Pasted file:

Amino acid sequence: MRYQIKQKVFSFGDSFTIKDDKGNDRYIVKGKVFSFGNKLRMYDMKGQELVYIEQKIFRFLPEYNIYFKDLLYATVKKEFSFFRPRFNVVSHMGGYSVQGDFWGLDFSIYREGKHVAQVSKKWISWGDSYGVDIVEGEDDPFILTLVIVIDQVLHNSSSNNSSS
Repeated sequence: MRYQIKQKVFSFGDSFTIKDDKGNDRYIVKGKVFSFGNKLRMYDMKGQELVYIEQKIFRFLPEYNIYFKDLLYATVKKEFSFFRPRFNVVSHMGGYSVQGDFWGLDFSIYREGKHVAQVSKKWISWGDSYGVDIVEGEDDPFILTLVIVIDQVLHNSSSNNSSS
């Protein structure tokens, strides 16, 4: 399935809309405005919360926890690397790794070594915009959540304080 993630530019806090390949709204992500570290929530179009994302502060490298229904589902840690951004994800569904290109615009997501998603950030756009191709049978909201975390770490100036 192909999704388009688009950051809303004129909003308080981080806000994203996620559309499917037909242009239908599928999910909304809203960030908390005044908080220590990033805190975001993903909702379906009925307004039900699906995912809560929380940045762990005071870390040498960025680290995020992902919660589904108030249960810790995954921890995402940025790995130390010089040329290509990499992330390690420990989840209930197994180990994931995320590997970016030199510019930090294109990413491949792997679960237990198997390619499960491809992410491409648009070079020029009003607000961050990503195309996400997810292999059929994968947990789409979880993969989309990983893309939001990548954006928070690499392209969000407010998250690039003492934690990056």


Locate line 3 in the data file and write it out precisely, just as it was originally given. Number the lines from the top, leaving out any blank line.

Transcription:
């Protein structure tokens, strides 16, 4: 399935809309405005919360926890690397790794070594915009959540304080 993630530019806090390949709204992500570290929530179009994302502060490298229904589902840690951004994800569904290109615009997501998603950030756009191709049978909201975390770490100036 192909999704388009688009950051809303004129909003308080981080806000994203996620559309499917037909242009239908599928999910909304809203960030908390005044908080220590990033805190975001993903909702379906009925307004039900699906995912809560929380940045762990005071870390040498960025680290995020992902919660589904108030249960810790995954921890995402940025790995130390010089040329290509990499992330390690420990989840209930197994180990994931995320590997970016030199510019930090294109990413491949792997679960237990198997390619499960491809992410491409648009070079020029009003607000961050990503195309996400997810292999059929994968947990789409979880993969989309990983893309939001990548954006928070690499392209969000407010998250690039003492934690990056």